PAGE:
(iii) Gamantarakappa, the custom of going into the village, after the meal, and there eating again, if invited.
    (iv) Avasakappa, the custom of holding the nposatha-feast separately by bhikkhus dwelling in the same district.
    (v) Anumatikappa, the carrying out of official acts by an incomplete chapter, on the supposition that the consent of absent bhikkhus was obtained afterwards.
    (vi) Acinnakappa, the custom of doing something because of the preceptor’s practice.
    (vii) Amathitakappa, taking unchurned milk, even after the mealtime.
    (viii) Jalogikappa, drinking unfermented palm-wine.
    (ix) Adas.akam nisidanam, the use of mats to sit on which were not of the prescribed size, if they were without fringe.
    (x) Jataruparajatam, accepting gold and silver. [^]
  4. Chalabhinna. The six abhinna are (i) the power of iddhi, (ii) the heavenly ear, i. e. supranormal power of hearing, (iii) the power to read the thoughts of others, (iv) the knowledge of former existences, (v) the heavenly eye. i. e. supranormal power of seeing, (vi) the abandonment of the asavas. The last of these abhinna is one of the signs of an arahant. See RHYS DAVIDS, Dialogues of the Buddha, i. 62; AUNG, Compendium of Philosophy, pp. 60-63; 224 foll. [^]
  5. The Mahavana-monastery is mentioned by Fa-Hian. See BEAL, Buddhist Records of the Western World, i, p. 52. [^]
  6. Kahapana (Skr. karsapana) is a square copper coin, weighing 146.4 grains = 9.48 grams. See RAPSON, Indian Coins, p. 2 ; RHYS DAVIDS, Buddhist India, p. 100.-6- [^]
  7. Patisaraniyakamina, see KERN, Manual, p. 87, note 8. [^]
  8. Kosambi on the Yamuna was the capital of the Vatsas or Vamsas. Pava that of the Mallas ; Avanti was the region of Ujjeni ; RHYS DAVIDS, Buddhist India, pp. 36, 26, 28. Instead of Paveyyaka some of the Sinhalese MSS. read Patheyyaka. But also at M.V. VII. 1. 1 ( = Vin. Pit. i. 2535)the Burmese MSS. have Paveyyaka. [^]
  9. See Vin. Texts, iii (S.B.E. xx), p. 394, note 2. [^]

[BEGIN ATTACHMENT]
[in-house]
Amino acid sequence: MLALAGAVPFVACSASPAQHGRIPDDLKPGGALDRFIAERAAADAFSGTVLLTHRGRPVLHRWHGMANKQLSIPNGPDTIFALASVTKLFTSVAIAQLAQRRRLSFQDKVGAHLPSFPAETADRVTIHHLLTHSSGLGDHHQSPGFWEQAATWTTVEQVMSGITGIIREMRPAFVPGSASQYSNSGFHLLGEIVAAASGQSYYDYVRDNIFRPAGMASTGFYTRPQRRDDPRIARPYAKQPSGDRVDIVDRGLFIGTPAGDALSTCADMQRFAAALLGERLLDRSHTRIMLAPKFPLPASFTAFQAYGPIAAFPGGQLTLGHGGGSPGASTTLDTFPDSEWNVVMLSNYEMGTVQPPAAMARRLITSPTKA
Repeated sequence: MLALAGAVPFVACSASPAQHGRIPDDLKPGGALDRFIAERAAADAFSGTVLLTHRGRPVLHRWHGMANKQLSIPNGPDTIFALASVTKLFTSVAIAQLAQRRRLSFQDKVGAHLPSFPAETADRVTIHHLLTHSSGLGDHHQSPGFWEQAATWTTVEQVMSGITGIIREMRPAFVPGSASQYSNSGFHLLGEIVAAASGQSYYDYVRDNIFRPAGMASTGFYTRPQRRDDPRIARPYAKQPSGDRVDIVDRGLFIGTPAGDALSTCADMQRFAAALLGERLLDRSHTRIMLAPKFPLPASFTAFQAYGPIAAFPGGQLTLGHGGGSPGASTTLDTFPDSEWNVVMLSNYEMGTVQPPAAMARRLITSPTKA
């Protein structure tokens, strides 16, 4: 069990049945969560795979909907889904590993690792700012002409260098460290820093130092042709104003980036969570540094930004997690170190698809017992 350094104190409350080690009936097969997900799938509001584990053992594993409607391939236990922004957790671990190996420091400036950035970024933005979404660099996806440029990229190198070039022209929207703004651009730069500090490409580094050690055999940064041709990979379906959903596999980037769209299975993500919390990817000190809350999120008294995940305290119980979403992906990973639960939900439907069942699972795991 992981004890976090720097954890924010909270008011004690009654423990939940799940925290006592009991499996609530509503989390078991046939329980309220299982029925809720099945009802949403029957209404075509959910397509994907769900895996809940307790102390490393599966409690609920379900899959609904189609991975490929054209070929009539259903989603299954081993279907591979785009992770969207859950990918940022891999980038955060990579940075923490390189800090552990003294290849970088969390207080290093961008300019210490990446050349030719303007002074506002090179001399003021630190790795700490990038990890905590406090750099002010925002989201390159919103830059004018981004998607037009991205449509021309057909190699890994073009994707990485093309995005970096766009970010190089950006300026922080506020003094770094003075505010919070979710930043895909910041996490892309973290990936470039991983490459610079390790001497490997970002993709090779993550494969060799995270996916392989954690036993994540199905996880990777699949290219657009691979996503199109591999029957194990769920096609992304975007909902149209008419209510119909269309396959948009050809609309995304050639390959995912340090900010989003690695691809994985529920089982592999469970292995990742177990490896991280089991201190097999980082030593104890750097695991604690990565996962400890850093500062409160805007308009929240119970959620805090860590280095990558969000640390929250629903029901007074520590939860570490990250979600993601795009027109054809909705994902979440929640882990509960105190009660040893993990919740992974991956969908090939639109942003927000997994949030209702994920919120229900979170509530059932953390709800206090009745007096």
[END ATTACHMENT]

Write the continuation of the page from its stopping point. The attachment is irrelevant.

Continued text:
10. Anasava, see p. 15, n. 3. [^]
  11. Not far from Takkasila in W. India, see Parajika, 1. 4 (Vin. Pit. iii, p. 11) ; KERN, Manual, p. 36. [^]
  12. Cf. for the detailed description, C.V. XII. 1. 9 = Vin. Texts, iii (S.B.E. xx), p. 396. [^]
  13. Samanaka parikkhara (as a gift to Revata) is that which a monk is allowed to call his own, such as robes, the alms-bowl, &c. Cf. CHILDERS, s.v. parikkharo. [^]
  14. The underlying meaning is that they indulged in riotous living on their journey. Vissagga has the implied sense of something rich and luxuriant. The Tika paraphrases bhattavissaggam with bhattaparivesanam, bhattaparibhogam. [^]
  15. I. e. the Vajjian monks. [^]
  16. On this passage see Mah. ed., pp. xxv-xxvi. However, I now prefer the reading pakkhagahim, since the passage evidently refers to Revata’s disciple Uttara (C.V. XII. 2. 3), who allowed himself to be won over by the Vajjian monks. [^]
  17. Pupphapura, the City of Flowers, a name of Pataliputta (now Patna), capital at that time of the kingdom of Magadha. [^]
  18. Mulatthehi vina, lit. ‘without those who were at the root.’ [^]
  19. Anaggani bhassani ‘aimless’ or ‘inexact’ speeches. The reading anaggani bhassani (Ed. Col. nantani bho) is confirmed by C.V. IV. 14. 19 and XII. 2. 7. [^]
  20. Ubbahikaya ‘by means of a Referat’, the settlement of a dispute being laid in the hands of certain chosen brethren. For the rule on this, see C.V. IV. 14. 19 ff. ; Vin. Texts, iii (S.B.E. xx), p. 49 ff. [^]
  21. The reading daharenajitenettha is confirmed by C.V. XII. 2. 7: atha kho samgho ayasinantam pi Ajitam sammanni theranam bhikkhunam asanapannapakam (Vin. Pit. ii. 30534). [^]
  22. Pabhinnatthadinananam is explained in the Tika as atthapatisambhidadipabhedagatanananam; atthadippabhedagatehi patisambhidananehi samannagatanam ti attho; adiggahanenettha dhammapatisambhidadini nanani gahitani. The compound means therefore literally, ‘who possess the specialized knowledge of the attha and so forth, ‘that is, the four patisambhida. By this term is understood ‘a transcendent faculty in grasping the meaning of a text or subject (attha) ; in grasping the Law of all things as taught by the Buddha (dhamma) ; in exegesis (nirutti); readiness in expounding and discussion (patibhana) ‘. See Patisambhida-magga 1. 88. [^]
  23. Akarum dhammasamgaham. See note to 3. 17. [^]
  24. The three forms of existence are kamabhava, rupabhava, arupabhava ‘sensual existence, corporeal existence, formless existence’ (CHILDERS, P.D. s. vv.), that is, existences in the three worlds so named, which together form that part of the universe called the sattaloka, ‘world of beings.’ In this the kamaloka includes the eleven lowest worlds, the rupaloka the sixteen higher, and the arupaloka the four highest, celestial worlds. [^]
  25. Samkhatasarakattam : samkhata is a synonym of samkhara, and means in the widest sense the material and transitory world. See CHILDERS, s. v. samkharo. [^]